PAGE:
An initiative to increase Denver’s marijuana tax to provide funding for pandemic research also failed.
The city will only grant transportation licenses to companies with owners who were charged with cannabis-related crimes or are in poor areas for the next three years.
“We don’t want to make this a regulatory burden, but we need to make these places a harder target,” said a Denver spokesman.
Social Cannabis owner Daniel Morgan was busted with pot in his 20s. Now he could own the city’s first new dispensary since 2016.
The recipient and co-owner of Doobba was convicted of having marijuana about 30 years ago in Missouri. Now, he can deliver the product legally.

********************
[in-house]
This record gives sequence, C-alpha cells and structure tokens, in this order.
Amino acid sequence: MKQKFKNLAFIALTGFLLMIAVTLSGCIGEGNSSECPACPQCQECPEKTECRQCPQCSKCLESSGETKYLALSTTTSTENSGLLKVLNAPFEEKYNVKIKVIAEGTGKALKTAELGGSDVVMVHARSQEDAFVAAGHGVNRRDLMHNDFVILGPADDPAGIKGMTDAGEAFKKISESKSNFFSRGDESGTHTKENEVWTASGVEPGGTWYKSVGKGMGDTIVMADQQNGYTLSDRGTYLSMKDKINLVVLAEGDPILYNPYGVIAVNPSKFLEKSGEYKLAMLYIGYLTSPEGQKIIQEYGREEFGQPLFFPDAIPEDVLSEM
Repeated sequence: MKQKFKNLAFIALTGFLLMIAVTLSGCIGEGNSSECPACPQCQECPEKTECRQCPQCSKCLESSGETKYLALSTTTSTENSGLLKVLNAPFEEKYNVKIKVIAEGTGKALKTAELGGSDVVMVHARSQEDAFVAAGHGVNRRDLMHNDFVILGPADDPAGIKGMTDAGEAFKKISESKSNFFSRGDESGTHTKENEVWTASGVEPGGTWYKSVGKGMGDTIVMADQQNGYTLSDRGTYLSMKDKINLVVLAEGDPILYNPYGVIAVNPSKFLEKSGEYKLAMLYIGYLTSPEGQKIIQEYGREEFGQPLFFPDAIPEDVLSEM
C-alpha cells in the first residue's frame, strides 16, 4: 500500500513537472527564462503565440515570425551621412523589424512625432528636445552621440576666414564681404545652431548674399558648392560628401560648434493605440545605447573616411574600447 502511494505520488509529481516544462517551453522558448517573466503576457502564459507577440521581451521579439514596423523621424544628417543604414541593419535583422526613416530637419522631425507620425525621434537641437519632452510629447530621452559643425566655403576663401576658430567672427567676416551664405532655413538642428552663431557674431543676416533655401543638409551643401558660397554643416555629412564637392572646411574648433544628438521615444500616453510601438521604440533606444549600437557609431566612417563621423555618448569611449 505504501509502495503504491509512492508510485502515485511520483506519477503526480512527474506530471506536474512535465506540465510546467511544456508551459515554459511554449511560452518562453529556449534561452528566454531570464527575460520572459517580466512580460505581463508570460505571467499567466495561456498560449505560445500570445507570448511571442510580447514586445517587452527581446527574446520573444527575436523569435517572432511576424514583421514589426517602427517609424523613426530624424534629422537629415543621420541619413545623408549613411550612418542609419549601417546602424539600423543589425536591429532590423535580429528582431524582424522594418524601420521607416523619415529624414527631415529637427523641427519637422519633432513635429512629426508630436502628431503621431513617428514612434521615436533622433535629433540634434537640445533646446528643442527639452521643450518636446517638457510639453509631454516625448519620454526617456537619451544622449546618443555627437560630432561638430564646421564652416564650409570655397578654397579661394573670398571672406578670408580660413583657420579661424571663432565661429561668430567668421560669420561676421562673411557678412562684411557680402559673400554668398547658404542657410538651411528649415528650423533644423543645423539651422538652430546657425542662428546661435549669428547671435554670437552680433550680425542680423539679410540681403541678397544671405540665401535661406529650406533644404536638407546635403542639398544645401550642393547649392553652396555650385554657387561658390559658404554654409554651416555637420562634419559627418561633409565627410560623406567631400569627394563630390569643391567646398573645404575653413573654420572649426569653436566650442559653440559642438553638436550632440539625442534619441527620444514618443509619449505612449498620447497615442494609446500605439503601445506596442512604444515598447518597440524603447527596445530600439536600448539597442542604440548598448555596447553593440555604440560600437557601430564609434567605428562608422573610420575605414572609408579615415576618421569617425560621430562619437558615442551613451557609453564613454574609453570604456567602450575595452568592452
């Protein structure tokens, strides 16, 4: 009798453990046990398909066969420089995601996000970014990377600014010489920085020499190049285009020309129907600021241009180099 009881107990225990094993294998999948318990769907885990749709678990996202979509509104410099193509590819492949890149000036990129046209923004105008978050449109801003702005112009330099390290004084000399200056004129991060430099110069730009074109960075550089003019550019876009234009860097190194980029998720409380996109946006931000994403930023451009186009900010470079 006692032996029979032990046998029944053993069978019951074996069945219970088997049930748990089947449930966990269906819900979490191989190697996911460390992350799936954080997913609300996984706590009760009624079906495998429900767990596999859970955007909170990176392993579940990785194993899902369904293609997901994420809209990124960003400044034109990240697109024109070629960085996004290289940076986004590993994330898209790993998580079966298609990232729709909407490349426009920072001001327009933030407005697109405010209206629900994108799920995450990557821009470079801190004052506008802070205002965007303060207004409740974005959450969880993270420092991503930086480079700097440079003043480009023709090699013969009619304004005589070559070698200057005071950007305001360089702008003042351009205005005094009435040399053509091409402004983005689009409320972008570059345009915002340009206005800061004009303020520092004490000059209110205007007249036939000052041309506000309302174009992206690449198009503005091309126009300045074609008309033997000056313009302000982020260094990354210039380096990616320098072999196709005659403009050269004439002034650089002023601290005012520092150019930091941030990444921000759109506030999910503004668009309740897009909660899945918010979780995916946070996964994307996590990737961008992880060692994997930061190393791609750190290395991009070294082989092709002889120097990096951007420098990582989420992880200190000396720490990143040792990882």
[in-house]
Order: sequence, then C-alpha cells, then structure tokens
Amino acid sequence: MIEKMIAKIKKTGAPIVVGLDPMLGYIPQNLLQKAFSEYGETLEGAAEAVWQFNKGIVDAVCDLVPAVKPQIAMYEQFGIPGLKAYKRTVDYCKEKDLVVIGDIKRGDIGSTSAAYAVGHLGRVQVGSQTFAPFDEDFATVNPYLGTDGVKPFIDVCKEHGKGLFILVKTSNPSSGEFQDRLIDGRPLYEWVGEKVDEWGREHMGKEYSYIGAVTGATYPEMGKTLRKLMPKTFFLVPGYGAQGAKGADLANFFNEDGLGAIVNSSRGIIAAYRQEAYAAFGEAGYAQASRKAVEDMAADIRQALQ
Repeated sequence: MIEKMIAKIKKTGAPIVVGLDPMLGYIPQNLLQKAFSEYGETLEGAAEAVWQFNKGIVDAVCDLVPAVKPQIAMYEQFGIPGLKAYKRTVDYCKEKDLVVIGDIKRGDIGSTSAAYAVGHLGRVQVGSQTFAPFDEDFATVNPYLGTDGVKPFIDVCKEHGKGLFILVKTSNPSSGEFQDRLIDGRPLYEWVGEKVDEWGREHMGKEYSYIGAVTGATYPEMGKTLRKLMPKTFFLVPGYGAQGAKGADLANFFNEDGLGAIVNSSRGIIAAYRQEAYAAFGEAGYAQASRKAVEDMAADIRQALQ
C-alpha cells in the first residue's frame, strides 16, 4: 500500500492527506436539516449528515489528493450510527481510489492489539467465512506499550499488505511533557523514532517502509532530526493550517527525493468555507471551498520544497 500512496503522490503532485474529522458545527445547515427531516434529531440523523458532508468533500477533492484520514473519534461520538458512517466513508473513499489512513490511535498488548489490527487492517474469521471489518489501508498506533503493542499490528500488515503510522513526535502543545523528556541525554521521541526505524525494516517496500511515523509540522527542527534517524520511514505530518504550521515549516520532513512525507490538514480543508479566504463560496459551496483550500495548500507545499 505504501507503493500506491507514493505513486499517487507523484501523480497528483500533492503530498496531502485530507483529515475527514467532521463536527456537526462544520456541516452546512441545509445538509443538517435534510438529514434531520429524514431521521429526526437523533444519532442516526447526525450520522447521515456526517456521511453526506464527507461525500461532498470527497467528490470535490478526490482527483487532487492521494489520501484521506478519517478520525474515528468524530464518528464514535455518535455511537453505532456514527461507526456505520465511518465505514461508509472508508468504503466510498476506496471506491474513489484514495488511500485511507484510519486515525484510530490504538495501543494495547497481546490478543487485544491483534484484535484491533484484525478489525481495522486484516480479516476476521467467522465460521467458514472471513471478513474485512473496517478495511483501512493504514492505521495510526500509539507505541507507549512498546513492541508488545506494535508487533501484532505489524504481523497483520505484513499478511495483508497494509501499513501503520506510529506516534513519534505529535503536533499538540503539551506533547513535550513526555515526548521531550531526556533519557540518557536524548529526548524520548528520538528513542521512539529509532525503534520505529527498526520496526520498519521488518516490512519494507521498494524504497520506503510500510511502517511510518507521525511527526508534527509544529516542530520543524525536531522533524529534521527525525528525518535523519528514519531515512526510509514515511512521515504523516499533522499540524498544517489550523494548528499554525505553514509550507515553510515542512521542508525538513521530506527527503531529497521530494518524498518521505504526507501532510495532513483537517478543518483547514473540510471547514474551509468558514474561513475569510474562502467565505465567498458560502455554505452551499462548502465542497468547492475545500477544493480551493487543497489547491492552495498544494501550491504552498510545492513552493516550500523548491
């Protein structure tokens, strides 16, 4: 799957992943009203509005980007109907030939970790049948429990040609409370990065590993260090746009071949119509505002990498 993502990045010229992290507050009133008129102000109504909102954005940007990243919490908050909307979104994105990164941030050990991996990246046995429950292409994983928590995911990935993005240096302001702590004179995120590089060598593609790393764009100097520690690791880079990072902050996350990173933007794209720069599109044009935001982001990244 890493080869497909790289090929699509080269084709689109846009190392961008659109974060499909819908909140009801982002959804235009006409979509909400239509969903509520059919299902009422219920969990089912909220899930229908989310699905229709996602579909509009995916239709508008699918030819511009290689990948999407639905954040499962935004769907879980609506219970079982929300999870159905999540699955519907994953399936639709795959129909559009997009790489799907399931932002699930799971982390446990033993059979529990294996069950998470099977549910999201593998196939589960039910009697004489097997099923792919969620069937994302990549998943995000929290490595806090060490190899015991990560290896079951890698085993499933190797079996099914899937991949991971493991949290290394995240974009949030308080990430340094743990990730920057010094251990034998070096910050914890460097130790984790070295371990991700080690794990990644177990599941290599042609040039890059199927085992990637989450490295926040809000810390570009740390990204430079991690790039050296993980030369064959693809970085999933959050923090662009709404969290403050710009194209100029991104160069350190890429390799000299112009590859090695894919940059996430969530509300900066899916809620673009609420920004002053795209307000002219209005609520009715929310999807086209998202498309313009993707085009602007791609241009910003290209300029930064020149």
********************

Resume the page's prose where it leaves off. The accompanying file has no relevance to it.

But the dispensary can’t offer the service until it hires a licensed cannabis transportation company owned by a “social equity applicant.”
Mile High Medical Cannabis filed a suit defending its lease against a competitor, claiming it conspired with the sublandlords it is already suing over a rent hike.
Amy and Dave Nudelman introduced Joygum to Colorado’s cannabis market in 2018 after 350 tries to create the right formula.
Denver has identified parts of town that already have an “undue concentration” of such businesses. Applicants must also meet a “social equity” criteria.
“I have wanted my own cosmetics company since I was 12 years old and stealing makeup out of my mom’s bathroom, so it was pretty much fate,” said Eossi Beauty co-founder Rochonne Sanchez.